Dr. Simard found out that trees in the forest are interconnected and communicating underground, making what the science journal Nature called "wood-wide web" (WWW!) in 1997. What's fascinating is that the hubs in the inter-tree networks, "Mother Trees", distribute their legacy to surrounding trees, and the mothers give more to their kin (i.e., younger trees in the same species) while helping others to grow/survive at the same time.

Every node counts

That is, cooperation and community building are happening in the forests, and reciprocity plays a critical role among trees.

We see the similarity in online social networks as the follower-followee relationship surfaces who are the hubs in the communication network e.g., big players and influencers. But, are we truly cooperating and shaping better communities out there?

Since the unpredictable nature of complex systems relies on how individuals interacted with each other (without knowing its ultimate consequence), diversity matters a lot so the whole system doesn't stop evolving at local optima. In other words, humans are not special, and each of us, including trees, plants, and animals, is mutually dependent and interconnected both implicitly and explicitly. And components of the whole system communicate with each other through their "language" to propagate information as far as possible. Once it's failed or prevented, a whole system can be easily corrupted, and we'll see extinction.

Whether it's biological or artificial, what makes the entire architecture resilient is a series of (genetically taught) strategic designs for self-reinforcement and cross-entity cooperation. This balance is extremely fragile, and treating it in a zero-sum, competitive manner like today's capitalistic world simply contradicts the wisdom of the ancient forests: competition over cooperation, profit maximization, domination, etc. That's why systems thinking is crucial for sustainability development, for example, and I believe our problems need to be addressed by non-convex optimization and heuristics without over-simplification.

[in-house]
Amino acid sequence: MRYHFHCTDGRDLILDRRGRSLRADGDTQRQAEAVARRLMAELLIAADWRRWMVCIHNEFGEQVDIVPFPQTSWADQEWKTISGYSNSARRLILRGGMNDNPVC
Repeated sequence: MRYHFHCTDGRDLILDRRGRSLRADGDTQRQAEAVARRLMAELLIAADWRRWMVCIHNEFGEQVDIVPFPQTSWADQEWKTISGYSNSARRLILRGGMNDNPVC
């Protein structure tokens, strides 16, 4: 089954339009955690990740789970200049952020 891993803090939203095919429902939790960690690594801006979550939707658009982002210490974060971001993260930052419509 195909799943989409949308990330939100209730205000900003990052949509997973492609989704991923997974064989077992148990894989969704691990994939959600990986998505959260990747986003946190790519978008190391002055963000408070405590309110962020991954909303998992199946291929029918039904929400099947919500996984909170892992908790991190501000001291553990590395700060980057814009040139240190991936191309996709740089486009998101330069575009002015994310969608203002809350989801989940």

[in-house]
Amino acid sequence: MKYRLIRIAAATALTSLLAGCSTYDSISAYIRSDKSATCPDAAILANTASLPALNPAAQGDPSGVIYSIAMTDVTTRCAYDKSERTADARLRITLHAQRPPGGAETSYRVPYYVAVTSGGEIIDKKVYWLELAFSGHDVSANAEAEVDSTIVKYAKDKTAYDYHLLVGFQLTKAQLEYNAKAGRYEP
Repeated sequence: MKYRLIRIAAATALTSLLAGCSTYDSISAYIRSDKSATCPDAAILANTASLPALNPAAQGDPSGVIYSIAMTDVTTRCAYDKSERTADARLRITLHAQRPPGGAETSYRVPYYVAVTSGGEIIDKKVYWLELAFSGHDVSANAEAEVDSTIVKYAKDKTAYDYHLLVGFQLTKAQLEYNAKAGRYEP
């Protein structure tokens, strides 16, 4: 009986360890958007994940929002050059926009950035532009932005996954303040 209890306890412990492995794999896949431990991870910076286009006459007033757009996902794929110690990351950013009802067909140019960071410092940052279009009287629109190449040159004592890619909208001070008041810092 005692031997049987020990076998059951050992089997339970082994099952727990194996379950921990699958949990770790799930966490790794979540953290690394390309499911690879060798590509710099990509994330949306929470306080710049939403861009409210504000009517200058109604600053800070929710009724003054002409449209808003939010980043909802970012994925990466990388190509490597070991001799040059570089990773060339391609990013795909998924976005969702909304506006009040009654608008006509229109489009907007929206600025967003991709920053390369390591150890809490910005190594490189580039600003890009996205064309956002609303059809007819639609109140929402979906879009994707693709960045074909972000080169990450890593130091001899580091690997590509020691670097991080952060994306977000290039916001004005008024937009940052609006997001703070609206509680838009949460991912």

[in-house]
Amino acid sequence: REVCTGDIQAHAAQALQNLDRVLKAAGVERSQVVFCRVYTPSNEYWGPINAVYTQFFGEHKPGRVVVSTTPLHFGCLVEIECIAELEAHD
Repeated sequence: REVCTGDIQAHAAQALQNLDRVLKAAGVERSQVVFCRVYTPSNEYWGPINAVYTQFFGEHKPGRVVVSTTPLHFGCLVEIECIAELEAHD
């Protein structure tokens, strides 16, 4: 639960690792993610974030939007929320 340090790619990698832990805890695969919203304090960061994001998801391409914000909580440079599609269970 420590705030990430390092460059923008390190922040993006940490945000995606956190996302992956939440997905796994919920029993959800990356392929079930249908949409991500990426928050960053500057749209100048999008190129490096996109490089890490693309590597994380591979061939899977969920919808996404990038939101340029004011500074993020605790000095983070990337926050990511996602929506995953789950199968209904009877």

How we approach the complex problems

Additionally, Dr. Simard's way of researching illustrated in Finding the Mother Tree—keeping her own hands dirty on the fields, justifying the hypotheses based on the experiments and data, and fighting against criticizes over papers and public speaking—strongly encourages individuals who study, envision, and act against large-scale problems like climate change. In many cases, a blocker is a human factor, rather than technological advances, and how to influence policy-making people, as well as a fraction of the "ordinary" population, is one of the biggest challenges to resolving problems that are technically solvable.

Although many people can partially do a good job of tackling these big issues, connecting the dots in a truly meaningful way and making a visible impact is still so tough. Thus, Dr. Simard's journey should be inspiring for any kind of scientist, researcher, activist, and entrepreneur. In particular, I see two men, who gave bits of advice to Dr. Simard at an early stage of her career, played a crucial role.

Alan, a silviculture researcher at the Forest Service, interviewed her and pointed out the importance of knowing the right way to gather data and show evidence, which eventually motivated her to study at a Ph.D. program: